Yes, Your Surroundings Can Make You Smarter. (Or not.)


No Stupid Questions podcast drops some hefty research data about the link between architecture and education.

Among the bombshells:

Seven key design parameters correlate with a whopping 16% increase in academic achievement, according to a 2015 U.K. study of primary school classrooms. Those parameters were:

  • Light
  • Temperature
  • Air quality
  • Color
  • Complexity (not too much, not too little)
  • Individualization (the ability to personalize)
  • Flexibility (the ability to make changes as needed)

No duh. We all feel better in congenial classrooms. But the kids weren’t just less cranky; they learned significantly more.

Tangentially related:

  • The average number of software apps at work? 89.
  • At large employers: 187.

Because there’s incentive to sell software to solve problems.

This proliferation of software causes ‘cognitive drift,’ or interruption of flow, making it more difficult to perform tasks, solve problems, and communicate in a focused, effective way.

Then they start talking about hospitals. And bathrooms. And hospital bathrooms. All of which could use some major redesign.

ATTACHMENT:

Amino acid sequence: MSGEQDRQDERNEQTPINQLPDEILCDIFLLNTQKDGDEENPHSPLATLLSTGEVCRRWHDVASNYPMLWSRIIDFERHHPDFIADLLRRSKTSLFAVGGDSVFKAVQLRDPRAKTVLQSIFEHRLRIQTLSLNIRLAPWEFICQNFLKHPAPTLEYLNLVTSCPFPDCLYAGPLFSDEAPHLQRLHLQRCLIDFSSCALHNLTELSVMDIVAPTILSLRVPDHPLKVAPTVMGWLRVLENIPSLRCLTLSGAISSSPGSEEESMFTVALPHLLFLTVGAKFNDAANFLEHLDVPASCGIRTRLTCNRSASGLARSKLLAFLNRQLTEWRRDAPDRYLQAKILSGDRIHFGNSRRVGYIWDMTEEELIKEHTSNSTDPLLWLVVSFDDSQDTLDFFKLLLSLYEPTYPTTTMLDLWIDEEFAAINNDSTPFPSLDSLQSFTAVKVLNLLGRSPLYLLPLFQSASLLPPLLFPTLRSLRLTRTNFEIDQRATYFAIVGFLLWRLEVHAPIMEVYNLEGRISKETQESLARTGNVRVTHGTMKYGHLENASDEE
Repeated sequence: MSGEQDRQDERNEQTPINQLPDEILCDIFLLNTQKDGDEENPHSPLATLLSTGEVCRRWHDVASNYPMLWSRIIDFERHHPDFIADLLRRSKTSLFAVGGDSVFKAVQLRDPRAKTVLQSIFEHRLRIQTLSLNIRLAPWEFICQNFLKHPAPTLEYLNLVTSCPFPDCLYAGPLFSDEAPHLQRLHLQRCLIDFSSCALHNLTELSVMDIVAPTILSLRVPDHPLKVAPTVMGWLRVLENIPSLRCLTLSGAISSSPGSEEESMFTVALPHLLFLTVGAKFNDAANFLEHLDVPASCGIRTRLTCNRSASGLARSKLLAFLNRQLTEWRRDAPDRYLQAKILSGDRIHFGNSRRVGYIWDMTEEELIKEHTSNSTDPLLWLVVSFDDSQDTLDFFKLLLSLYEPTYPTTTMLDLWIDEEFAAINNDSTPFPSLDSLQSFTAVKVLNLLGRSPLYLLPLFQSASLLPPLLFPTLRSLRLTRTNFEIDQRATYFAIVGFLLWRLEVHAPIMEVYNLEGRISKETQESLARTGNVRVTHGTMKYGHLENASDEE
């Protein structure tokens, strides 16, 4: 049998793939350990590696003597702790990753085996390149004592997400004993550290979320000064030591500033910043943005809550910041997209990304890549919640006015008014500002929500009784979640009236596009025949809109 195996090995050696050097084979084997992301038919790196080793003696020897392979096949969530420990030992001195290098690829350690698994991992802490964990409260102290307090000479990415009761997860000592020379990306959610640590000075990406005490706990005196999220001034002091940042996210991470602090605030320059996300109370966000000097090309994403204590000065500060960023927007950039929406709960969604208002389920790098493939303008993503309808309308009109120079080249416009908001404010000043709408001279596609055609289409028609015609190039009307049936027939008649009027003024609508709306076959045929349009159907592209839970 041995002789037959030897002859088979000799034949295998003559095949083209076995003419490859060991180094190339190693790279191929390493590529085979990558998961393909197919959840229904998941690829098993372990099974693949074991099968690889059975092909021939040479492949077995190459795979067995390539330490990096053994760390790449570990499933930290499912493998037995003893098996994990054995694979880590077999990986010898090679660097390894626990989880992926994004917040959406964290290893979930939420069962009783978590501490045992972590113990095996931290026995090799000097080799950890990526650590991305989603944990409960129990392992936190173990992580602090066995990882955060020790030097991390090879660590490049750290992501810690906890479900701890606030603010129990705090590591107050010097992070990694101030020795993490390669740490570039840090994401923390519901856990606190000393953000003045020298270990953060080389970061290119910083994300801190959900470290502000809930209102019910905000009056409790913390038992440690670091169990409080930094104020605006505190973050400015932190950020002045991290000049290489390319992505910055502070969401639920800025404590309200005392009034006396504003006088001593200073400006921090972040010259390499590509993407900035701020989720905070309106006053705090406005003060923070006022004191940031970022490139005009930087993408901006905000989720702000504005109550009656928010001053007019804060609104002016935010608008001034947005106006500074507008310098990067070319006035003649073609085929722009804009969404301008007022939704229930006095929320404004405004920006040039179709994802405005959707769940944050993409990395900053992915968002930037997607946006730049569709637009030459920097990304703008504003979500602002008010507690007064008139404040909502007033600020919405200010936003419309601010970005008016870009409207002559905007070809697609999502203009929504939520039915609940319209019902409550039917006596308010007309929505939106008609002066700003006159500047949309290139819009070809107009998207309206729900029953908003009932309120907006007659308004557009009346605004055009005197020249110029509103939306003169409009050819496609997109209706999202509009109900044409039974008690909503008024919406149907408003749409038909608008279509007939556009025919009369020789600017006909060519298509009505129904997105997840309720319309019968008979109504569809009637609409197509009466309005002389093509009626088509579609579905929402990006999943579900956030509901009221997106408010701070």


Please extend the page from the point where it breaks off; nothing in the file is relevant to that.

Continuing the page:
Conclusion: better design can substantially support healing, community, education, cognition, and quality of life.

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Eccentric Genius Habitat Intervention

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The ONE design mistake that NEARLY ALL HUMANS make in their habitats, and how to fix it in 15 minutes. (You will roll your eyes. And cry.)

Three senses your kindergarten teacher didn’t mention. (And how they make you a NINJA.)

The design trend which created an epidemic of shut-ins. (NOT COVID-19. Some of us now know the meaning of schadenfreude.)

Why Febreze is EVIL. (There should be a warning label.)

What kinds of light fixtures will be BANNED when the establishment comes to its senses.

What color has to do with hormones. (And how to leverage it–St. John’s Wort, piffle!)

What NEVER to do, ever ever, if you do not wish to induce psychosis, extreme depression, vertigo, or actual regurgitation in guests and members of your own family. (We all love those Bad Examples.)

Practical Sanctuary, Sensory Interior Design

Practical Sanctuary, sensory interior design, specializes in interior design for highly sensitive people.
We help you create spaces which are: